Once we realize how we think and how we see the world, it is easy to recognize what the missing link is. It is an almost self-evident fact that, nevertheless, escapes our attention. Because, what we aren’t usually aware of, is that this illusionist interpretation relays on a very one-sided and simplistic way of seeing and thinking. Describing life with processes or terms such as metabolism, homeostasis, growth, reproduction, adaptation, selection, mutations, etc. still leaves out 50% of what we consider to be part of life. It is a purely third-person perspective that ignores what we know of life from the first-person perspective. In our culture and because of our education, which is nowadays prevalently based on a third-person scientific perspective, there is an almost irresistible tendency to set aside and constantly forget about what we already know about life from the inside of us. Because life is not only about insentient organic chemistry and unconscious material processes.
Biology is a material science that studies the external aspects and processes of organisms that, however, it abstracts from the internal dimension of the living being. Processes seen from a purely bodily perspective such as homeostasis (equilibrium), genetic variation (change), natural selection+random mutations (adaptability), etc. do not tell us much about why living organisms are also endowed with inner qualitative processes that we call “desire”, “emotions”, “feelings”, “instinct”, “intentionality”, “will”, and “creativity”. Why are we not just emotionless and desireless automatons?
I believe it is a mistake of modern science to consider evolution as a process driven solely by external forces and physical traits (the environment, genetics, chemistry, physics). Evolution does not proceed only from the impact of the external environment on the organism but also from the inside-out: organisms are not blind machines responding blindly to external stimuli, but also answer themselves to the environment because of inner-psychological forces. Organisms are sentient beings, who have feelings, and react not only because of passive information processing but also because of fear, desire, pain and pleasure, passion, love, and hate. There is a whole internal dimension in life that we call ‘consciousness’, ‘mind’, ‘sentience’, and ‘subjective experience’, and that even the most complex and sophisticated theory of chemistry and biology can’t capture and don’t even begin to address.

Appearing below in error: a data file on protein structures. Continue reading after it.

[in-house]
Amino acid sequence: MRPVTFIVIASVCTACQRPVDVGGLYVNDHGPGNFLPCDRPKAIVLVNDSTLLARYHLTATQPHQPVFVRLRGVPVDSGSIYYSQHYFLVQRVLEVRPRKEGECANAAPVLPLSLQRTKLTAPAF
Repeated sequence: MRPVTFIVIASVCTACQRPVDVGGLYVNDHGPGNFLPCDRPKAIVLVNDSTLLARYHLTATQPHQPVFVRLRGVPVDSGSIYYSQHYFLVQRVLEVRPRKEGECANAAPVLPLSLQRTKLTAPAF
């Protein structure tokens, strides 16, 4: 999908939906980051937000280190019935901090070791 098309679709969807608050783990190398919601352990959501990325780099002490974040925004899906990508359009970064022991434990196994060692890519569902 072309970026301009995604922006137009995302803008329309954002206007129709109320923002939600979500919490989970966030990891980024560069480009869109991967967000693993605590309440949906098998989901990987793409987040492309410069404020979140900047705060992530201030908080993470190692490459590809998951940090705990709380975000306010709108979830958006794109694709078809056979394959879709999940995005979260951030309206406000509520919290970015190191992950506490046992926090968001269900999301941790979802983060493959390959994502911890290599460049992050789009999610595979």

Why then do we talk about our feelings, desires, pains, and pleasures? Because we know it by an intimate first-person experience. There is now sufficient scientific evidence that confirms how this is not only true for humans or higher primates, but all the way down to single cellular organisms. Even single cells have a basal cognition (and, who knows, a basal consciousness, experience, and sentience?) For some mysterious reason, life evolves not only external morphological traits but expresses, volition, cognition, aim, purpose, will, and a whole set of psychological (or proto-psychological) traits already from the first protozoa. What is that? Where and how did all that come into being? In what sense do the above-summarized processes (equilibrium, interaction, change, etc.) explain the emergence of these internal “desire-forces”, “will-forces”, “creative forces”, or just “life-forces” and why did this lead to goal-driven entities? And what is consciousness? Why did the mind emerge? Why should whatever complex system (non-linear, self-organizing, autopoietic, adaptive, self-referential, super hyper complicated…. name it) become sentient?
Physics, chemistry, and biology not only can’t explain the emergence of such inner psychological phenomena but simply ignore them and even don’t try to address them. But then we wonder why there is always a question mark left whenever we try to define life and, thereby, feel compelled to resort to an illusionist interpretation which, deep down, is a sort of intellectual state of denial of our first-person existential dimension.
So, there remains a huge missing link between biology, Darwinian evolution, and the question of what life is. In this sense, while biology is the study of life, at least when it comes to more philosophical and foundational aspects, it doesn’t even begin with explaining what life is. When science will begin to take seriously also this first-person perspective and will change its way of seeing the world going beyond a purely one-sided perspective to a complementary inner perspective, only then will we be able to shed light on the true nature of life.
The interested reader who would like to dwell deeper into this philosophical issue can read my article in the Communicative & Integrative Biology journal on “Vitalism and cognition in a conscious universe”.